Similarly, my mother’s life of prayer and sacrifice became an integral part of who I understood myself to be. Selfless to a fault, mom never thought of herself or her needs; nor did I—until I realized I had lost me. One tragedy after another finally awakened the yearnings within my heart and led me on a journey of recovery. Letting Go into Perfect Love is my memoir about the steps and side-steps I took to find the one Love that would bring me peace.

Here’s more about Gwen Plano ~

Gwendolyn Plano spent most of her professional life in higher education. She taught and served as an administrator in colleges in New York, Connecticut, and California. She earned a Bachelor’s Degree in nutrition from San Diego State University, was awarded a Master’s Degree in Theology from the University of the State of New York, and the completed a Master’s Degree in counseling from Iona College. Finally she earned a Doctorate in Education from Columbia University. Plano is also a Rieki master and a Certified LifeLine Practitioner.

About Gwen’s First Book:

In Letting Go into Perfect Love: Discovering the Extraordinary After Abuse, Gwen bravely recounts a violent marriage that lasted twenty-five-years–and the faith that opened her heart to hope, to trust, and to awe again. As a survivor who came out of the relationship determined to start new, Gwen artfully depicts the challenges and triumphs of balancing the obligations of motherhood and career with her family’s healing process.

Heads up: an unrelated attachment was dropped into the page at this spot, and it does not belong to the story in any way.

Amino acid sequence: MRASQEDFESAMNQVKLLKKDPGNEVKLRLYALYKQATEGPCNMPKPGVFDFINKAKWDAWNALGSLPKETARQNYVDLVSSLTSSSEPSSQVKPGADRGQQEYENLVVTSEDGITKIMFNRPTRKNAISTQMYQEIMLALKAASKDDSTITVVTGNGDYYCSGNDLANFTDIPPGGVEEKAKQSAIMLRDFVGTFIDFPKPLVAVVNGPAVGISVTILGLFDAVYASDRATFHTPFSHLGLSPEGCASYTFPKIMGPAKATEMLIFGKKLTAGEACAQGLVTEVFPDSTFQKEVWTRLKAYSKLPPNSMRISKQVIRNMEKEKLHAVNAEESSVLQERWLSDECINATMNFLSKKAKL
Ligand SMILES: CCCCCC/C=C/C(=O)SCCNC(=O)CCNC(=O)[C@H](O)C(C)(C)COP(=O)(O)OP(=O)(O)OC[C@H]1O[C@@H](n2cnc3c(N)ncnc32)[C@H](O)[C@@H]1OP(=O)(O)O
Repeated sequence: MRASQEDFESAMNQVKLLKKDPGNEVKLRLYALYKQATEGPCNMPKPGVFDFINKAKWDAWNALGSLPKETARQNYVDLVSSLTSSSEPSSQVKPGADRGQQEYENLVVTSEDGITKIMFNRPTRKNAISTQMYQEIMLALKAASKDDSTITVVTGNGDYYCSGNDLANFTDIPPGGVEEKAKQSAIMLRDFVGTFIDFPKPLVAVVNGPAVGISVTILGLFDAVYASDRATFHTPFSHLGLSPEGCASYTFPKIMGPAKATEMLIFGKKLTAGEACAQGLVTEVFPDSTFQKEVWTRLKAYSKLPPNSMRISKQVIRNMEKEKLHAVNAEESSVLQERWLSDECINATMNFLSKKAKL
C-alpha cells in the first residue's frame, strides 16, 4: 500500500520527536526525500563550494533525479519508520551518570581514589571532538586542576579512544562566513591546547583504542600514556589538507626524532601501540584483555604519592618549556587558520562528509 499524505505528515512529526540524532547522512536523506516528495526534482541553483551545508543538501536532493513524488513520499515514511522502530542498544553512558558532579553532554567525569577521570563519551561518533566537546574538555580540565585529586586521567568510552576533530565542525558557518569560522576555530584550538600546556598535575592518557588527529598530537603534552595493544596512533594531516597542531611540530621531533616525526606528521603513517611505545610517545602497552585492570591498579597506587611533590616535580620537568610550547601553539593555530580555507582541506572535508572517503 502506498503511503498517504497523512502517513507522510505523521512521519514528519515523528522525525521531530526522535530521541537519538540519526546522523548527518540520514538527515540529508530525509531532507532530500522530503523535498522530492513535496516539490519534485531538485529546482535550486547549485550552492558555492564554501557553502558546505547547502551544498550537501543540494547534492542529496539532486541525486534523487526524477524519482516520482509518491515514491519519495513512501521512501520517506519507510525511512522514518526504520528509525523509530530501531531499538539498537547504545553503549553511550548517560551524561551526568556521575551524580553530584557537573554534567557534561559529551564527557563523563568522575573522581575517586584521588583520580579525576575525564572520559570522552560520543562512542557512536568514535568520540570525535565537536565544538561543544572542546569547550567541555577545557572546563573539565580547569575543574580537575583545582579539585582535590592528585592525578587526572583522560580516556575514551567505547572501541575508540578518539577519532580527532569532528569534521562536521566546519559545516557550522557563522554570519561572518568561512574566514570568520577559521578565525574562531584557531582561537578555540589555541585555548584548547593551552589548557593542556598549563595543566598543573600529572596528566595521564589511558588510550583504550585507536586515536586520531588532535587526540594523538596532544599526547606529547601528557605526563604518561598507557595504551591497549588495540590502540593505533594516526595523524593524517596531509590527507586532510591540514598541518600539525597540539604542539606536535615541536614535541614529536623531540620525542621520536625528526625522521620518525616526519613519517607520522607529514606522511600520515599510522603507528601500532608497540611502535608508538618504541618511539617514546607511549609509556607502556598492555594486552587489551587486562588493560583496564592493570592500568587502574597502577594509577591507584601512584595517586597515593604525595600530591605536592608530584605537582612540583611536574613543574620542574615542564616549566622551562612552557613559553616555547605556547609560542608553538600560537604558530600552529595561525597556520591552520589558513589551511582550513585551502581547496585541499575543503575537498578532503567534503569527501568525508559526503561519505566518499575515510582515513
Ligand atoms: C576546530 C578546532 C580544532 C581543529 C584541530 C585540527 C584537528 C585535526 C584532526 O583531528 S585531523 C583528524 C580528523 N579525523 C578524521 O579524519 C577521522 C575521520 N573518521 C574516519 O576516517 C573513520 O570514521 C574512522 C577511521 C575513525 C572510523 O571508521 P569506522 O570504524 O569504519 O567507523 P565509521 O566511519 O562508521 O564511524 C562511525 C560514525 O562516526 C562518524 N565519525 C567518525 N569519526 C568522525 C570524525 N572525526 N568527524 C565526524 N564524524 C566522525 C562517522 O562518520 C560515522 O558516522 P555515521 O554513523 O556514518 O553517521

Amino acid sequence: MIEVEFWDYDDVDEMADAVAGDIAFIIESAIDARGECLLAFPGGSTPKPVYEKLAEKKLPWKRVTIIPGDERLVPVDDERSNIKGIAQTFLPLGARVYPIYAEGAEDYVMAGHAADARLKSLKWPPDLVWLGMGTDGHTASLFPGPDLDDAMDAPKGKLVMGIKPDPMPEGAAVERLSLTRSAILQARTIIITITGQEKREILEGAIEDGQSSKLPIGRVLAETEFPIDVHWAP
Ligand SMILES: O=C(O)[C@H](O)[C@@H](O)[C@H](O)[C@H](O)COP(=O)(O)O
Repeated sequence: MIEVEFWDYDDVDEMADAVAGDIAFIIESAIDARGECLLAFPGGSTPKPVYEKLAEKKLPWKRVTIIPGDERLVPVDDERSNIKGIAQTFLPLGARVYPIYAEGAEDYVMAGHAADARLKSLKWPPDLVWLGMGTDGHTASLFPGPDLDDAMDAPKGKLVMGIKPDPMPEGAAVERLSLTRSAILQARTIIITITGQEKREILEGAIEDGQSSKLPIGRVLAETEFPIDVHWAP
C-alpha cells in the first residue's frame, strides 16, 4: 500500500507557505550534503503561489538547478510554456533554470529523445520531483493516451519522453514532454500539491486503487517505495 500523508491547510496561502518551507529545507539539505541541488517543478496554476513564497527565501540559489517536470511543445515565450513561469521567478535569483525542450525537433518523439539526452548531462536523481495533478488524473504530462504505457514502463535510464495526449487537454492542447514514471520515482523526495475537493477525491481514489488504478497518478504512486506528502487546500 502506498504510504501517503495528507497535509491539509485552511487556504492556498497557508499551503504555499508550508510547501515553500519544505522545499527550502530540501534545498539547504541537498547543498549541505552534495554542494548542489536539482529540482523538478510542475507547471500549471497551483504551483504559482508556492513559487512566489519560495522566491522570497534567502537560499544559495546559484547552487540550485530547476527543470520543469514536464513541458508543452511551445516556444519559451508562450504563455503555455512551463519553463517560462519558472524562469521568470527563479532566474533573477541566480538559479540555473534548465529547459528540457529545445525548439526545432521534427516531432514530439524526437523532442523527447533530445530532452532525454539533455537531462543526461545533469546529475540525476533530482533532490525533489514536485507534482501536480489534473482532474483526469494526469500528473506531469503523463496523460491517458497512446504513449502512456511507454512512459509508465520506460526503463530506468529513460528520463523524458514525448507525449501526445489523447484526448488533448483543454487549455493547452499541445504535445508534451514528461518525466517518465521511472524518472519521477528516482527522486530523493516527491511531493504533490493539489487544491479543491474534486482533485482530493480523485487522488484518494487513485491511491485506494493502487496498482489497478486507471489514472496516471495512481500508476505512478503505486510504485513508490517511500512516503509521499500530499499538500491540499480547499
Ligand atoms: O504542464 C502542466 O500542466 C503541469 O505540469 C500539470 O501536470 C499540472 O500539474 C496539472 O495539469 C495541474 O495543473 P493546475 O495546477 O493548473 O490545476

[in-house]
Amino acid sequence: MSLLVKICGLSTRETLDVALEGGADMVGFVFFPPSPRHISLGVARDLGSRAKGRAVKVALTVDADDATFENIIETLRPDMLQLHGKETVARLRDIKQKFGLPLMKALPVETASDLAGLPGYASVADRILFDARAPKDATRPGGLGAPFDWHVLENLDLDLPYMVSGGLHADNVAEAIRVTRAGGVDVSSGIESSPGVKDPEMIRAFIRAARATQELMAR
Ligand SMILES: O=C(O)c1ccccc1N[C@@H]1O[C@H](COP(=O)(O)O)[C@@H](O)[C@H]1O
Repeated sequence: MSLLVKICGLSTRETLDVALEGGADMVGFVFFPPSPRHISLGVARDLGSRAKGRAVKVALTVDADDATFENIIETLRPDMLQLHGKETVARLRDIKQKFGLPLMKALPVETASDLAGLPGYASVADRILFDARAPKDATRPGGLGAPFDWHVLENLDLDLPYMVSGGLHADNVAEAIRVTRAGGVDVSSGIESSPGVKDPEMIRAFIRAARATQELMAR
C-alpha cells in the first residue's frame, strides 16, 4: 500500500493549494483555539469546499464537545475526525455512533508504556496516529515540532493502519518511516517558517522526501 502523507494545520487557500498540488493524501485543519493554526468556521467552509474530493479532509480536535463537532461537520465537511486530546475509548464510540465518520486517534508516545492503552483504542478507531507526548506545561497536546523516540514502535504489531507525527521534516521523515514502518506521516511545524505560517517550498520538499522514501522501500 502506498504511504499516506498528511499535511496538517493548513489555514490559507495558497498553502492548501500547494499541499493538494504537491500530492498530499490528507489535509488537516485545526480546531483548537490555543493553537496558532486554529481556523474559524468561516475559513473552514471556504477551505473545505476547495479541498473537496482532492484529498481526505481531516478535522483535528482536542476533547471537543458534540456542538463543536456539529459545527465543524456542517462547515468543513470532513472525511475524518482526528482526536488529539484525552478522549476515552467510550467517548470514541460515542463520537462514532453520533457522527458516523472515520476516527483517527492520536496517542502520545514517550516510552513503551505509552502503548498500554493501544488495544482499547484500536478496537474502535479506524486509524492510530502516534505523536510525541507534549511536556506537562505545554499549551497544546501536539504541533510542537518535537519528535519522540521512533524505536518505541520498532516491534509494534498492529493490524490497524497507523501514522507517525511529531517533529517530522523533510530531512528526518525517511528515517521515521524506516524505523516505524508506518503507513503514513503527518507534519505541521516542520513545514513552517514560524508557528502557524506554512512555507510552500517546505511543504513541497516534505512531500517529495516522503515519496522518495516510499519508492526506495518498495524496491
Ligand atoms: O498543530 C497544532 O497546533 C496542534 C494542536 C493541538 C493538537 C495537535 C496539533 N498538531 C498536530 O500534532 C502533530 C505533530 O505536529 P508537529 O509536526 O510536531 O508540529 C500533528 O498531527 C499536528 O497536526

Alternately heart-wrenching and joyful, Letting Go into Perfect Love is a powerful story of triumph over adversity–one woman’s inspiring account of learning how to forgive the unforgiveable, recover her sense of self, open her heart, and honor the journey home.

Gwen’s book is available on Amazon.

Connect with Gwen here:


I am an affiliate of Amazon. As such, if you buy a copy of Gwen’s book from Amazon, I may receive a small percentage of the sale. This distribution in no way impacts the price you pay for the book.

6 thoughts on “Generational Messages by Gwen Plano

  1. Dear Gwen, what a poignant reflection of the impact your parents had in shaping you, “who I am stretches deep into my ancestral heritage.” Your memoir sounds stunning and certainly resonates for anyone who has overcome the pain of abuse. It’s so nice to meet you here and hear more about your story. Thank you Sherrey for featuring Gwen. This will be my last day of commenting until Easter so I’m glad I caught this post! Blessings to you both~ Kathy

    1. Kathy, thanks for stopping in before your sabbatical. I hope when we resurface after Lent you will take the opportunity to visit Gwen’s blog and read more about her there. Blessings to you as well, Sherrey

    2. Dear Kathy, thank you for our kind thoughts. Earlier today, I visited your blog and my heart soared. I’m inspired to you join and Sherrey in your Lenten fast from Social Media (though my efforts will be modest). Thank you for being you…and blessings on your day. Gwen

  2. Gwen, thank you for agreeing to share your family memories and thoughts on the impact your parents had on your life. Looking forward to reading more of your story in the days to come.

  3. Gwen, thank you for your post here and for writing your memoir. I know many people will be blessed and encouraged by reading both of them.